He also talked about some to Tufte’s principles, such as "Above all else, show the data". He laid out his own definition of the term visualization; it’s the projection of data for some purpose and some audience. There was a quick demonstration of some of the ‘hardware’ that people possess for image processing that visualizations can take advantage of. A quick display of two slides, containing a scattering of identical squares, but one with a single small circle in place of a square, shows how quickly our brains can spot some differences using pre-attentive visual processing.

A good question to ask before embarking on a visualization is whether a plain text list will accomplish the same job, since that can be both a lot simpler to create, and easier to understand if you just need to order your data in a single dimension. As a demonstration, he showed a comparison of a table listing the ordering of 9/11 terrorists in their social network based on four different ranking measures, such as closeness, and then presented a graph that made things a lot cleared.

He has prepared a formal model for the visualization process, with the following stages:

  • Phenomenon. Something that’s happening in the real world, which for our purposes includes out on the internet.
  • Acquisition. The use of some sensor to capture data about that activity.
  • Model/Storage. Placing that data in some accessible structure.
  • Preparation. Selection and organization of the data into some form.
  • Rendering. Taking that data, and displaying it in a visual way.
  • Interaction. The adjustment and exploration of different render settings, and easy other changes that can be made to view the data differently.

There’s actually a cycle between the last three stages, where you refine and explore the possible visualizations by going back to the preparation to draw out more information from the data after you’ve done a round of understanding more about it by rendering. You’re iteratively asking questions of the data, and hoping to get interesting answers, and the iteration’s goal is finding the right questions to ask your data.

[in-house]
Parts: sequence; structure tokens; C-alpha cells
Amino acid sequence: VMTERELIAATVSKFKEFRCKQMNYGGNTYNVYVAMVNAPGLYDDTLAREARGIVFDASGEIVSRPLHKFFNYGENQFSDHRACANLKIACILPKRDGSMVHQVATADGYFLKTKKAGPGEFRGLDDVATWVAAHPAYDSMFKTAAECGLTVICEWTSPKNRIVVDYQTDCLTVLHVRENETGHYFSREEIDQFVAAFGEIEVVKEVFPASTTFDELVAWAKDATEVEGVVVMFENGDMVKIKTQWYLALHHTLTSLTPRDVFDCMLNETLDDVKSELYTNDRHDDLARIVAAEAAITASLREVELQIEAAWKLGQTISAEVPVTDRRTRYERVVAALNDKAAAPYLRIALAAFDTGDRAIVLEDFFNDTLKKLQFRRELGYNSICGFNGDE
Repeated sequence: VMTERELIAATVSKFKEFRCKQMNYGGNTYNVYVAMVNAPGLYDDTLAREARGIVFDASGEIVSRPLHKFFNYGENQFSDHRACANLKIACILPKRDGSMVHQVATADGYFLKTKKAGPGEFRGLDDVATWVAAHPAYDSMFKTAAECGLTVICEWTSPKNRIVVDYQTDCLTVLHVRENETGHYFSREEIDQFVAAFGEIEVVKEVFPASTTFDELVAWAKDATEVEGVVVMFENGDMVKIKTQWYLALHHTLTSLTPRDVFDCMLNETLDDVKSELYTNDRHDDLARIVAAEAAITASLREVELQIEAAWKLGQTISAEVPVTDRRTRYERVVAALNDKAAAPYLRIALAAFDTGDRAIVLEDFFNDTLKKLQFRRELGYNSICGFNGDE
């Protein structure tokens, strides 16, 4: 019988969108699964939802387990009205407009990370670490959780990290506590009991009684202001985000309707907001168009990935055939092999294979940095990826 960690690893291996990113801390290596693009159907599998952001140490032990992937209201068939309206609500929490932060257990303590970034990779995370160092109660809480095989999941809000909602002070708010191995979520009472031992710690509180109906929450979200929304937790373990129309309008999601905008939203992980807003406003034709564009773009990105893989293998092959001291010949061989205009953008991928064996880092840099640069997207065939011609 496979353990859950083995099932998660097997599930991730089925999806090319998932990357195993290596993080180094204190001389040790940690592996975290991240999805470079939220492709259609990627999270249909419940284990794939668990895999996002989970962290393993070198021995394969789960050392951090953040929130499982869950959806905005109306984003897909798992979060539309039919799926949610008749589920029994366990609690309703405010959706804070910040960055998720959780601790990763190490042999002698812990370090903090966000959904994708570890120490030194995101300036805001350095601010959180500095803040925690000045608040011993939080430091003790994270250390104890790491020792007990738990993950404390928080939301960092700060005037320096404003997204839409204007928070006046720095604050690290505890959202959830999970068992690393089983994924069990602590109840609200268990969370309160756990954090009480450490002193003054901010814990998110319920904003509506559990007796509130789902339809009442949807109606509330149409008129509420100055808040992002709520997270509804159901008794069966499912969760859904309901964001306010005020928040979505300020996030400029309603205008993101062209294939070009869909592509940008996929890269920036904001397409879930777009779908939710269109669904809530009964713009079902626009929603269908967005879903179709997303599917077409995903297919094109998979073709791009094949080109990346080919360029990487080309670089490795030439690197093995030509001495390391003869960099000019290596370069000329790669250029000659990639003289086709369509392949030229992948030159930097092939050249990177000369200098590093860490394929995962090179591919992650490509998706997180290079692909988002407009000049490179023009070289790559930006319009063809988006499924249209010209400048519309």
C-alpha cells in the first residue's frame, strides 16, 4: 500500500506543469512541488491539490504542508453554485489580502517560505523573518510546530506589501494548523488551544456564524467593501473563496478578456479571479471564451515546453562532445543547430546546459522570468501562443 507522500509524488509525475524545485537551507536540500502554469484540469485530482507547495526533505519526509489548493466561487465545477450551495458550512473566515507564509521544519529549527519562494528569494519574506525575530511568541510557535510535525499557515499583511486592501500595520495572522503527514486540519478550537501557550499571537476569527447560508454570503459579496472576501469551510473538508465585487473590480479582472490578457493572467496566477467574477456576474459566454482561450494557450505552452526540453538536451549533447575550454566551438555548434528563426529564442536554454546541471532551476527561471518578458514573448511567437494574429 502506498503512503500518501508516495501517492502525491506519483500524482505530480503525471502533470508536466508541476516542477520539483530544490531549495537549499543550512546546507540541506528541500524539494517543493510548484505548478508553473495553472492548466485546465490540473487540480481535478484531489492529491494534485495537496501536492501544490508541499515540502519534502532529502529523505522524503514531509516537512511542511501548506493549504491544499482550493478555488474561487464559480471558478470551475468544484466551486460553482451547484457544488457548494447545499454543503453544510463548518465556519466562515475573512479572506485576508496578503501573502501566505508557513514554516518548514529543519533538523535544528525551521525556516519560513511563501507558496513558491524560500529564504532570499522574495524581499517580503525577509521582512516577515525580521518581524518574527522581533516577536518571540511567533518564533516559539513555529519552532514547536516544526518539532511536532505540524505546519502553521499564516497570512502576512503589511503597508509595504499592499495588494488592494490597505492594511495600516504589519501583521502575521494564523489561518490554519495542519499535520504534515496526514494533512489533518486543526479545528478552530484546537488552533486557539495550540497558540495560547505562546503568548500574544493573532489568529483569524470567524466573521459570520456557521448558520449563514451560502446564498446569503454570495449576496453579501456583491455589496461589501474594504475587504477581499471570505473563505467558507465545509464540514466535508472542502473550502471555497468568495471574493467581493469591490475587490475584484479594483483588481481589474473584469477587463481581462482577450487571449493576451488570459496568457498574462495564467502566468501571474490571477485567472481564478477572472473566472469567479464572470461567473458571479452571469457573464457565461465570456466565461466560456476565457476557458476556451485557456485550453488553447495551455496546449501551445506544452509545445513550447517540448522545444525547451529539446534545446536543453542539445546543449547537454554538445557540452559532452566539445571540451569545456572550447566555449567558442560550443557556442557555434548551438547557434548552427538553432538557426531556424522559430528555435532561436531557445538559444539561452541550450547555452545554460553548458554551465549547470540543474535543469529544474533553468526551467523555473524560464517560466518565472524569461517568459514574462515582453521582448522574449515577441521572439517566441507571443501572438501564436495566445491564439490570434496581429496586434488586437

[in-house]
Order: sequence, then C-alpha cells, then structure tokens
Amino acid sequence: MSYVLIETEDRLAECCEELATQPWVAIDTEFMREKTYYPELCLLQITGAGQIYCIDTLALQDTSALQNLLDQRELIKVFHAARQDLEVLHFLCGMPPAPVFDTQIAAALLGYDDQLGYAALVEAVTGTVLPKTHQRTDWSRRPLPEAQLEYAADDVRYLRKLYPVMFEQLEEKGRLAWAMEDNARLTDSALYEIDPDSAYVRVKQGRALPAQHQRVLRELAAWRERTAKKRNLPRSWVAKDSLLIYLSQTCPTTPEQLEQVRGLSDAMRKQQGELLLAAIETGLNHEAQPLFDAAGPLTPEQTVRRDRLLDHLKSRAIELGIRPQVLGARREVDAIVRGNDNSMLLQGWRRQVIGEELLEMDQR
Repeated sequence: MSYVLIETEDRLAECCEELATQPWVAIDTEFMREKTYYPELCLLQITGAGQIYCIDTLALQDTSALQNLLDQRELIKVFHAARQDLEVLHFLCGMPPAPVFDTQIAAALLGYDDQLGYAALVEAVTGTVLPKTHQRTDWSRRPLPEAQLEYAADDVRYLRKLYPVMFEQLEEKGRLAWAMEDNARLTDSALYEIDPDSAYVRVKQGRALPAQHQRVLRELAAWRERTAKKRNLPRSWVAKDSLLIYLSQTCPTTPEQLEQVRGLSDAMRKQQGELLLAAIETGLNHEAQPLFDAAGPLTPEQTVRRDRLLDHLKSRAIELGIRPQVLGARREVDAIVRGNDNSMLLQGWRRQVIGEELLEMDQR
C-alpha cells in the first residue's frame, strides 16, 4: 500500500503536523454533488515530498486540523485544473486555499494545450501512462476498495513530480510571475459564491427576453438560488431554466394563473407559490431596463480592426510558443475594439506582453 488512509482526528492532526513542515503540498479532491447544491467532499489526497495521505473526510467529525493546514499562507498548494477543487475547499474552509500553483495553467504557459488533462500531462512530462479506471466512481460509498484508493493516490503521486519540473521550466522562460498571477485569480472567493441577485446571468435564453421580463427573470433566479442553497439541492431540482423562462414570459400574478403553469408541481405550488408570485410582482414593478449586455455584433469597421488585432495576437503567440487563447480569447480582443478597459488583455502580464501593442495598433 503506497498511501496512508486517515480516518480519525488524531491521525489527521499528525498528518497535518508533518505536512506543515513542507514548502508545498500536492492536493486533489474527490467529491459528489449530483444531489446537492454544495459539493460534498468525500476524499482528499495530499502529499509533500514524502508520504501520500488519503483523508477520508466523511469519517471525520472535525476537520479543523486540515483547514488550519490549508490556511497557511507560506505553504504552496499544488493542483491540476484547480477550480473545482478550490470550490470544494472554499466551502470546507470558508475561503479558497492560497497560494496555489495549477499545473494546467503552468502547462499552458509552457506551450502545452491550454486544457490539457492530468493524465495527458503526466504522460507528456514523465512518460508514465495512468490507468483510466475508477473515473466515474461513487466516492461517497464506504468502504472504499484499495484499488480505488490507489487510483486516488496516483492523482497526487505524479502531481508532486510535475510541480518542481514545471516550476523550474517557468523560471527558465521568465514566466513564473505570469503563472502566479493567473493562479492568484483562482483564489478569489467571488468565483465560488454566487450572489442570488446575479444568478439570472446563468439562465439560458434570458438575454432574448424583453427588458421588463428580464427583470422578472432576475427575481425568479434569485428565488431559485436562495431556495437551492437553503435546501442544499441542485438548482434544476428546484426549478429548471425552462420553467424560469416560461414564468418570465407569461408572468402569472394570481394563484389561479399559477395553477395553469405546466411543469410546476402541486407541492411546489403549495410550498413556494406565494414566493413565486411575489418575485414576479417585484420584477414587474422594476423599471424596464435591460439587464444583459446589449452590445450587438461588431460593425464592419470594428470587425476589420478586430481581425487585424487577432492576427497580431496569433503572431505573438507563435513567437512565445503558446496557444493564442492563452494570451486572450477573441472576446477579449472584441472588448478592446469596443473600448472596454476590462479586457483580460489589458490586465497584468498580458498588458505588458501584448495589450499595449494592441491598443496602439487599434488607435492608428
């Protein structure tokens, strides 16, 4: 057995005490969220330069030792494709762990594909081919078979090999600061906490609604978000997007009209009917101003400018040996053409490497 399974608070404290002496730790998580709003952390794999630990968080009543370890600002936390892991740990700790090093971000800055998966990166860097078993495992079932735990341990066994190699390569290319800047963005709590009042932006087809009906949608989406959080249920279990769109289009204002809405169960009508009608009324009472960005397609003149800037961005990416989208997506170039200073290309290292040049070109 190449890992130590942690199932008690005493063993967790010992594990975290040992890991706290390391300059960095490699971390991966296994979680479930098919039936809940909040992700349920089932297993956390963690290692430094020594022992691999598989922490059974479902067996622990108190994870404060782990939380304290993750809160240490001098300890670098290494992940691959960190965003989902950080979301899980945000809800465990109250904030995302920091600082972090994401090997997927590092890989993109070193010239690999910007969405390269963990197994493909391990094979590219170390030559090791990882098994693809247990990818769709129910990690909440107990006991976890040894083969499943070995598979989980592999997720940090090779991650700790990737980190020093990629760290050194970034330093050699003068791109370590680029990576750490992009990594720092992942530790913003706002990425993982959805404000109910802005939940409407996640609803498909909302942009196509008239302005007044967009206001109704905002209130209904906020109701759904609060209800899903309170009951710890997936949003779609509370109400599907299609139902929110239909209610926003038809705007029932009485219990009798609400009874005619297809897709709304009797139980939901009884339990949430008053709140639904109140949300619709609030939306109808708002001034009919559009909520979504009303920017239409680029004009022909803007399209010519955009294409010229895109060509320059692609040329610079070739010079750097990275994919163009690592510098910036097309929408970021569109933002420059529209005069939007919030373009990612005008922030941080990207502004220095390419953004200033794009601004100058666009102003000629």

Web 2.0 makes visualizations a lot easier, since it’s a lot more dynamic than the static html that typified 1.0, but why is it so important? Swivel preview is a great example of what can be done once you’ve got data and visualizations out in front of a lot of eyes, as a social experience. The key separation that’s starting to happen is the distinction between algorithmic inference, where the underlying systems make decisions about importance and relationships of data to boil it down into a simple form, and visual inference, where more information is exposed to the user and they do more mental processing on it themselves. (This reminded me of one of the themes I think is crucial in search, the separation of the underlying index data and the presentation of it through the UI. I wish that we could see more innovative search UIs than the DOS-style text list of results in page-rank order, but I think Google is doing a good job of fetching the underlying data. What’s blocking innovation at the moment is that in order to try a new UI, you have to also try to catch up with Google’s massive head-start in indexing. That’s why I tried to reuse Google’s indexing with a different UI through Google Hot Keys.)

One question that came up was why search is so linear? Matt believes this can be laid squarely at the door of advertising, there’s a very strong incentive for search engines to keep people looking through the ads.